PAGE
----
When Senator Cory Booker introduced a bill that would legalize marijuana, you knew people would push back. But while most people expected the usual anti-pot arguments (gateway drug, the false idea that it's addictive, etc.), an op-ed in USA Today took a different approach. It said that marijuana has destroyed...Colorado.

Jeff Hunt is the Vice-President of Public Policy at Colorado Christian University. In response to Booker's proposed legislation, Hunt wrote an op-ed for USA Today talking about all the ways marijuana legalization has "devastated Colorado."

Hunt wrote that since legalizing marijuana in 2012, "Colorado has seen an increase in marijuana related traffic deaths, poison control calls, and emergency room visits. The marijuana black market has increased in Colorado, not decreased. And, numerous Colorado marijuana regulators have been indicted for corruption." However he doesn't cite any statistics or numbers, so he could basically just be making this up. Also, there's the whole "correlation does not equal causation" argument, but considering he doesn't cite statistics, it's not even worth getting into that.

He also tries to take down the argument about marijuana legalization bringing in tax revenue for the government. He notes that cannabis tax revenue totaled a little over $150 million in 2016, meanwhile the state as a whole brought in over $13 billion. Since marijuana taxes only make up a little over one percent of tax revenue, it's not really worth it well.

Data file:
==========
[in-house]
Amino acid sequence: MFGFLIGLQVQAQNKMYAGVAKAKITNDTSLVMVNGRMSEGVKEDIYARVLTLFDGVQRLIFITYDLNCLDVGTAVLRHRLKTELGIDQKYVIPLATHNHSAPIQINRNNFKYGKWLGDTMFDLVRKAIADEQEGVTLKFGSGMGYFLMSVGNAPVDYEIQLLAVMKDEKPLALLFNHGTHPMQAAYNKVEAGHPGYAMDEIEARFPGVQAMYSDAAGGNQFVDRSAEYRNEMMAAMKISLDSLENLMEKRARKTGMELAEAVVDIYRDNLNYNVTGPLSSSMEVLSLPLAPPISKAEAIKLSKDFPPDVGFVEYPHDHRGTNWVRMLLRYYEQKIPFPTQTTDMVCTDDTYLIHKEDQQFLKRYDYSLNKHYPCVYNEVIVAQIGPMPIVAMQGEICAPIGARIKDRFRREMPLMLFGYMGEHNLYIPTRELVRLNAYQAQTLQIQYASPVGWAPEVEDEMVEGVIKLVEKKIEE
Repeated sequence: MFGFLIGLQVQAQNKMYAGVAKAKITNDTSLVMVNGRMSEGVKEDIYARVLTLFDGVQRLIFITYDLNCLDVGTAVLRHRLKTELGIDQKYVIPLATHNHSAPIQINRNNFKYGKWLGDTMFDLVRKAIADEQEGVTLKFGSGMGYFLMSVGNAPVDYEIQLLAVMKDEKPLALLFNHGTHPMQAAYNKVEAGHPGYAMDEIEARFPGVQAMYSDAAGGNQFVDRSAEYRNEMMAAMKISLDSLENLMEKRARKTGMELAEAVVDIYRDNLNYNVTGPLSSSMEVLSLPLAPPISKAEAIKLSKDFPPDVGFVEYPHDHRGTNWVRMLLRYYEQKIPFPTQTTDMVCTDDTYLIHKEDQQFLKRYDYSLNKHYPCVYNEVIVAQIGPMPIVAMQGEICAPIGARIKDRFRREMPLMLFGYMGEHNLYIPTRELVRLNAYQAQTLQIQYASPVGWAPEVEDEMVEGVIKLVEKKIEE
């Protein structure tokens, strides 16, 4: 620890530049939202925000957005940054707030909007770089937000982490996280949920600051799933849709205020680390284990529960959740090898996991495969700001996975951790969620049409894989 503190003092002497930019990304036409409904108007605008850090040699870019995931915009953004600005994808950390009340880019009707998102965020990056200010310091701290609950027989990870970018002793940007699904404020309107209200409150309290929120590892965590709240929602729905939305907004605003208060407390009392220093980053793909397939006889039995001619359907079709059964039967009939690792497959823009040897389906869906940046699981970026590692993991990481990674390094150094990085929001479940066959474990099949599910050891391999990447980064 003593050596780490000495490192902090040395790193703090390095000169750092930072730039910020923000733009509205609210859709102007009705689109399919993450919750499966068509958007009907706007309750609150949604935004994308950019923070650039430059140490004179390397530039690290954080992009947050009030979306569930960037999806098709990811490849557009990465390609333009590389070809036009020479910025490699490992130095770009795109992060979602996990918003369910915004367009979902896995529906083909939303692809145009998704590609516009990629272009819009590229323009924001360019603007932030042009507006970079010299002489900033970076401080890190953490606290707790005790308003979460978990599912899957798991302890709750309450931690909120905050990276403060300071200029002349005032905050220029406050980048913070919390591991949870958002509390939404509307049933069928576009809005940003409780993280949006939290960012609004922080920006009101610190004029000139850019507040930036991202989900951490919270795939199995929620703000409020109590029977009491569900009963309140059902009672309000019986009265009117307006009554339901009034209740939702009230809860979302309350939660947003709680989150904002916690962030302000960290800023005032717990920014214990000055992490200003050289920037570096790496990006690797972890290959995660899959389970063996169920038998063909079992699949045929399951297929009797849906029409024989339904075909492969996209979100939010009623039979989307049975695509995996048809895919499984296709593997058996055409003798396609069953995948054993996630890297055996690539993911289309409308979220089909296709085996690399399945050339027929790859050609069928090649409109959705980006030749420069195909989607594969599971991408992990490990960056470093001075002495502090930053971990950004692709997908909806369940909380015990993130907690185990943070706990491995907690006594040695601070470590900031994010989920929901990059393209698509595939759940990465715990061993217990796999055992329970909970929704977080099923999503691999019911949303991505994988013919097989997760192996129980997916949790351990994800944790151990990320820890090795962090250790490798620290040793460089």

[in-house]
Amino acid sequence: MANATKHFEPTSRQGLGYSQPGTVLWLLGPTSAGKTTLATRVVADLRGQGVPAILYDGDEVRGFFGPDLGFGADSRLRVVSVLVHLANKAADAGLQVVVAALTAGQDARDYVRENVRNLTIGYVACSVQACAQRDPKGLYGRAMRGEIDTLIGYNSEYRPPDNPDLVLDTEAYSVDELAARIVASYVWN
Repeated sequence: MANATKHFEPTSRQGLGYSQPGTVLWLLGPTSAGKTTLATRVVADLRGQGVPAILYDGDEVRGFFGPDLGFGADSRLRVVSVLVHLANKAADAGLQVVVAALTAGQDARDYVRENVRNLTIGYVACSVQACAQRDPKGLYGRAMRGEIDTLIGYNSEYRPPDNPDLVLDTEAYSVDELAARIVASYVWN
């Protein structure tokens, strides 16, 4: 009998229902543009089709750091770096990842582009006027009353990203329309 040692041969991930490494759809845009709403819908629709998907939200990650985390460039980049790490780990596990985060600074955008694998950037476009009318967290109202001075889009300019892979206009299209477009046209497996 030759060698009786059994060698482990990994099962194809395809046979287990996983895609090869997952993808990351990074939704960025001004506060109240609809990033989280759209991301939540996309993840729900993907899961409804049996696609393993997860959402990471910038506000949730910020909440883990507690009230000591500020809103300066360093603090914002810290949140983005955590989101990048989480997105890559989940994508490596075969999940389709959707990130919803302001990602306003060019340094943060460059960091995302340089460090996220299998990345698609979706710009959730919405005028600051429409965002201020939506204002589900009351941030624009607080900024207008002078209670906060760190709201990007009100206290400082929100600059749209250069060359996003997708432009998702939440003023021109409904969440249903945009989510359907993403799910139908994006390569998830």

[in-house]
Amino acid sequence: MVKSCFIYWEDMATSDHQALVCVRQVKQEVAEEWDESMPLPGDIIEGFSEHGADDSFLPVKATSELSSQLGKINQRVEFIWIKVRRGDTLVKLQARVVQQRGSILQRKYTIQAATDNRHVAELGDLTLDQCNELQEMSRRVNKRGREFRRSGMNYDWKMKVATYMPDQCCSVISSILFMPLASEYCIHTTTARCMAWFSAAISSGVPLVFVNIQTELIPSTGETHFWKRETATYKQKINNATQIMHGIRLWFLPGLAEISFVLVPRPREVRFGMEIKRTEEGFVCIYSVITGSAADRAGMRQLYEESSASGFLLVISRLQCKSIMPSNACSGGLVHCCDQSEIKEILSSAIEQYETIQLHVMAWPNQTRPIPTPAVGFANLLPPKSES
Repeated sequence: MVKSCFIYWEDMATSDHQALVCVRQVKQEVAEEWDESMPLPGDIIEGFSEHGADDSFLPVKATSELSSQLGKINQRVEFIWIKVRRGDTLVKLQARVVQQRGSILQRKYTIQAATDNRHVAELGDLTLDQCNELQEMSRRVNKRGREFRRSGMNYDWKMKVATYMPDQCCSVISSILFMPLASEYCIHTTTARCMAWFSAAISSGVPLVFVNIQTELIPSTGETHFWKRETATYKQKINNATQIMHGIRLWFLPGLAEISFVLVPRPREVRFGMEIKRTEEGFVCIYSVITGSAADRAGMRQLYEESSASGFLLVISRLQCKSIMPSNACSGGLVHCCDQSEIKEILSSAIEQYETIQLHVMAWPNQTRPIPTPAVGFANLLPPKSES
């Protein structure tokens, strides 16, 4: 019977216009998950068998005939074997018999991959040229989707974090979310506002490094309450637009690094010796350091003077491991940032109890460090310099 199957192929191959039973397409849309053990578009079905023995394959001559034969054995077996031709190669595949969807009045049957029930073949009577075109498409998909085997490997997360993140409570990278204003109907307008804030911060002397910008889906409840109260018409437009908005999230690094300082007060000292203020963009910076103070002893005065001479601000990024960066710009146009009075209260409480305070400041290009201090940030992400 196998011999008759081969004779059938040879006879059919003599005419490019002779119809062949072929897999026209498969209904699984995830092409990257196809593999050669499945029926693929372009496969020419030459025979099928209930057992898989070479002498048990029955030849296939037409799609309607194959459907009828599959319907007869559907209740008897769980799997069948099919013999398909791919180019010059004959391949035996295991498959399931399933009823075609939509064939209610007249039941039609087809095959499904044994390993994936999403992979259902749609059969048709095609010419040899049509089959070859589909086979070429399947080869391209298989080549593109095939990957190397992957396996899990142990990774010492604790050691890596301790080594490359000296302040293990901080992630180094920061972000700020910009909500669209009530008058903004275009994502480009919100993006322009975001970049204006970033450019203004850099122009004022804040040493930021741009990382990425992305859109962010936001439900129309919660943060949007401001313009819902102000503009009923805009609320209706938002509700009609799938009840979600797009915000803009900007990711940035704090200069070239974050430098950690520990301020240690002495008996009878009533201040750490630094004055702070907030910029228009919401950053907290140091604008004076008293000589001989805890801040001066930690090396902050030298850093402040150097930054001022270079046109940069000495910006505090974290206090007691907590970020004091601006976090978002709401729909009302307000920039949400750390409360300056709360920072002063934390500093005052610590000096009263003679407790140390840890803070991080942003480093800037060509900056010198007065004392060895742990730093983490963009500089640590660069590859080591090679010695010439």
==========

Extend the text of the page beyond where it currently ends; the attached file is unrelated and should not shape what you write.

Of course, this ignores that most of Colorado's marijuana taxes are specifically allocated to improving Colorado schools, so that's $150 million going to improving student lives, which is not a small number. And since the state's marijuana sales increase every year, so will the amount of tax revenue.

He also cites statistics about black and latino arrests for marijuana possession increasing since Colorado legalized cannabis. But the report he cited collected data from 2012 to 2014. While Colorado passed the initiative to legalize marijuana in 2012, it didn't actually become the law until 2014, so two-thirds of that data is irrelevant to issue he's arguing.

So much of Hunt's argument relies on data that he doesn't cite or is irrelevant to the issue. He also seems to discount the benefits of legalization pretty highly. I've never heard anyone say bringing in $150 million in revenue is "devastating" a state.

By the way, Hunt once tried to ban Beauty and the Beast. That should tell you a lot of what you need to know about him.